2/24/15: The Science of Religion

Well, this is obviously a dense topic that’s been widely debated by everyone everywhere since modern science was discovered: does science disprove religion, or can they coexist?

I do not mean to discredit anyone’s beliefs here, because the truth is, no one can know if religion is true. In a way, we are all agnostic, and I am only sharing how I view the link between science and religion through my experience as a science student.

This year I joined AP Chemistry as one of two sophomores in the class because of my passion for the sciences. As an agnostic girl hovering between Buddhism, Christianity, and atheism, I expected the class to sway me towards the latter. As everyone says, if you truly immerse yourself in science, religion simply cannot be accepted in your world view.

Throughout this year, AP Chemistry has been the class that most convinces me that religion could very well be true: more than English, history, or any of the arts could make me believe. Why did science, the seeming antithesis of religion, prove religion for me? Well, several reasons, which I will list here.

1. In Science, we aren’t really sure of everything.

Yes, folks, it’s true: when you really dig down into the intricacies of particle physics and molecular chemistry, most of what we know to be true is based on theories. We aren’t actually sure if atoms behave in the ways we think they do- there is only a high probability that atoms behave a certain way most of the time based on experimental data. Other things, such as electron movement, actually baffle scientists; they have no formal explanation for such events. There is still ambiguity in the sciences. While this in no way proves religion, it does expose a shadow of doubt towards science: we truly do not know everything. Next time someone tells you that we’ve figured out the world and science is all knowing, and therefore religion is false, kindly let them know: electrons magically jump and transport themselves from energy state to energy state, and we have no idea how.

2. Science is currently moving TOWARDS, not away, from certain religious beliefs.

In Chem, we recently watched a video about multiverse and string theory. Now, I do not in any way claim to be an expert on the subject, or to even fully understand it, but here’s the amateur and dumbed-down rundown: many scientists believe that there may be an infinite amount of universes in existence, spawning all the time, and certain ones exist in different dimensions than our own. Different dimensions apply to time, and the infinite possibilities that time can yield. If you adapt modern religion to a belief that God is a being that exists in an alternate universe in the eighth or ninth dimension, then many scientists would very much agree with you. This doesn’t prove religion in its traditional sense, but it does open the gateway for viewing religion in a different and scientifically actual light. (Note: the multiverse theory is only a theory, but it is proving more and more plausible through the observance of dark matter and quarks and things like that which I have no knowledge on whatsoever).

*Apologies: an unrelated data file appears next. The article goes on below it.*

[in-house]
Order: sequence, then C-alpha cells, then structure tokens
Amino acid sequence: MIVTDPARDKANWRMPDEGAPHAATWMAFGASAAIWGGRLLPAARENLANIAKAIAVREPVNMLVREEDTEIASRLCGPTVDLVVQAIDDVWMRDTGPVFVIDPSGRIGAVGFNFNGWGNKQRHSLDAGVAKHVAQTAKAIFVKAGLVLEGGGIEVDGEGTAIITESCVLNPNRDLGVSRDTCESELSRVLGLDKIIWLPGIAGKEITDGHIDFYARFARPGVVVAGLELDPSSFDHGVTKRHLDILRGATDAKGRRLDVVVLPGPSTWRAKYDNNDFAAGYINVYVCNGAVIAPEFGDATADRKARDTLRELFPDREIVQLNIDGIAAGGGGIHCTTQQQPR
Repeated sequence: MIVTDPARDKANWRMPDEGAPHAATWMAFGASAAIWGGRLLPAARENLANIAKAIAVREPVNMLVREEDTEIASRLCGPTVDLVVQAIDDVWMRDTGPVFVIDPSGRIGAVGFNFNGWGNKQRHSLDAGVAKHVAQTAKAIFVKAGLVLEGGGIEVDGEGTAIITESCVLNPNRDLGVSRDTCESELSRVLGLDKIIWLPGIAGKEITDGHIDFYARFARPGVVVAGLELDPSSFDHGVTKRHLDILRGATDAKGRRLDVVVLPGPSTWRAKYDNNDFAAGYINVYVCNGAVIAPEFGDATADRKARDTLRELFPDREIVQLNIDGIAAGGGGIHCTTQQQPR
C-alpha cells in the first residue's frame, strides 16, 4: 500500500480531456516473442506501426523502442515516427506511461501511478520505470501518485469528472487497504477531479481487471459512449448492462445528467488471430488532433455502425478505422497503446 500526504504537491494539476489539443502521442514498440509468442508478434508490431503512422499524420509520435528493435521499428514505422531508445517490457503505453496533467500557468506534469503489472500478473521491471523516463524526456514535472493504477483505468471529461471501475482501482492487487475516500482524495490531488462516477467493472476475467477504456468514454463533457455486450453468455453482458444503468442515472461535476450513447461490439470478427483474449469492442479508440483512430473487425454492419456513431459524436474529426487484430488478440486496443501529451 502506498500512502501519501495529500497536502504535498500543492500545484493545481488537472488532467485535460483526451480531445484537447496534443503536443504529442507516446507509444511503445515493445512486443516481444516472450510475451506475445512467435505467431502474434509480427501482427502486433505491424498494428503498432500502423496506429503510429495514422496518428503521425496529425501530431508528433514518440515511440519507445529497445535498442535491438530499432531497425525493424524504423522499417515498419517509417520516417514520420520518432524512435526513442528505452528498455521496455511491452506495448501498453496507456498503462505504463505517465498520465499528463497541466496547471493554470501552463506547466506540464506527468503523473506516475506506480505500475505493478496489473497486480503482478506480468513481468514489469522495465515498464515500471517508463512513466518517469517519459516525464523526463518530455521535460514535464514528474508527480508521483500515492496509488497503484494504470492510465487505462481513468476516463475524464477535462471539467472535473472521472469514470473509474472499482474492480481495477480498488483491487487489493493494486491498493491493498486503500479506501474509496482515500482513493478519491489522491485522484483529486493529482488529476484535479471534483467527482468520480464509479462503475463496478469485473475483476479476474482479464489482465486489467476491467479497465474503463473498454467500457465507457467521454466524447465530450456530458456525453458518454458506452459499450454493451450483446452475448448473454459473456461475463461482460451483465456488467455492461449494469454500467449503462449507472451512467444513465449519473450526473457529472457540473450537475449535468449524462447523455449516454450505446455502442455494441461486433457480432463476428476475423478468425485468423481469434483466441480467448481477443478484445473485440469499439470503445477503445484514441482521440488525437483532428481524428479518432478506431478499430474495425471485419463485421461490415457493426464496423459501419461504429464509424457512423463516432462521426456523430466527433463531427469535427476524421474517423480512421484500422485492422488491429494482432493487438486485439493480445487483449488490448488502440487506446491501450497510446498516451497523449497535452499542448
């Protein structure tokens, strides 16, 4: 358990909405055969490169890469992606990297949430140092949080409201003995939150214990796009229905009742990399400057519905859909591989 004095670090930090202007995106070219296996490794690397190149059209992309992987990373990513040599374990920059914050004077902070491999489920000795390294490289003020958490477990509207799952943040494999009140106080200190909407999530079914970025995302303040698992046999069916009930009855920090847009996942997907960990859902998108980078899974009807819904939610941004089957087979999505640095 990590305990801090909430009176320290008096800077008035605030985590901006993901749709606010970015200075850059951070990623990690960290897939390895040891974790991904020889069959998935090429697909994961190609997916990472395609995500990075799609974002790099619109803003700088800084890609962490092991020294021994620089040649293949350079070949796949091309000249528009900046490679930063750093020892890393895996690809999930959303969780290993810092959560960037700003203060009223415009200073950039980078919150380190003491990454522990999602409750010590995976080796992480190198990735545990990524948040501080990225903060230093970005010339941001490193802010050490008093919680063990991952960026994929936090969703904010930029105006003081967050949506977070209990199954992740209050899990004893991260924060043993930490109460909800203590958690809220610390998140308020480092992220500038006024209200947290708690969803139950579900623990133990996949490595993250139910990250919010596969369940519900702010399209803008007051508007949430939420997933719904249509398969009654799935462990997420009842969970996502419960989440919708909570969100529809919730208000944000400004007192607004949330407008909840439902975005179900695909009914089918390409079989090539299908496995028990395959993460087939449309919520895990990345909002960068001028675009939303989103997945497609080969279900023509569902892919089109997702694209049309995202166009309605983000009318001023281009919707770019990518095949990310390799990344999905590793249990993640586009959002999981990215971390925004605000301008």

3. Some science lines up very, very nicely with the thoughts of the Buddha.

While I did not learn this in Chemistry class, I do think it’s worth bringing up. The video we watched also discussed the Big Bang Theory, the event that took place 14 billion years ago in which our universe spontaneously exploded into existence from an extremely dense particle floating in the emptiness of nothing (or in between other multiverses…?). The particle was, likely, the remnant of a previous universe that had contracted into itself. Turns out that the Buddha actually described this event far before Stephen Hawking could get a chance. When asked how the world came into existence, the Buddha answered (along these lines, not his actual words): The universe was re-birthed from a universe before it, and the universe is cyclically being born and destroyed. This is essentially what scientists believe about the Big Bang. Additionally, the Law of Conservation of Energy states that energy cannot be created or destroyed. Buddhism: energy is constant and when we die, we return to the energy of the universe and we never truly disappear; our inner essence is maintained. And, what’s more, Newton’s Third Law of Motion states that every action has an equal and opposite reaction. Buddhism: karma is the system of cause and effect, that one action will have a reaction that is directly created by the original action. Boom. Buddhism = science, in many respects. No wonder the Dalai Lama is often invited to talks between particle physicists.

Sorry for how dense that entry was; I know it’s a lot to get through. I think it’s amazingly cool though that the world of science just might be lining up with religion in new and unbelievable ways. To all the people of faith out there, not to worry: the people who discredit your religion with science may be in for a big surprise.

7 thoughts on “2/24/15: The Science of Religion

  1. I am glad to see that there is someone with a reasonable view on this!
    While I am not religious, I have always felt that there is something that science cannot offer, which religion can, and vice versa. And now I have some evidence to support my opinion with ๐Ÿ™‚
    Thank you for sharing!


    1. Thank you! I am not devout in any religion, but I think it’s an important thing to bring up that perhaps science and religion can coexist more than we once believed.

      Liked by 1 person

  2. I chanced upon your blog by a very fortunate happenstance while I was in a foul mood. I don’t believe that I’ve ever been familiar with someone who has shared so many of the same beliefs and opinions as me. It was extraordinarily refreshing to read your insights on growing up. I too, am a teenager who is still growing up and trying to find meaning in this incredible universe we inhabit. I especially enjoyed this article.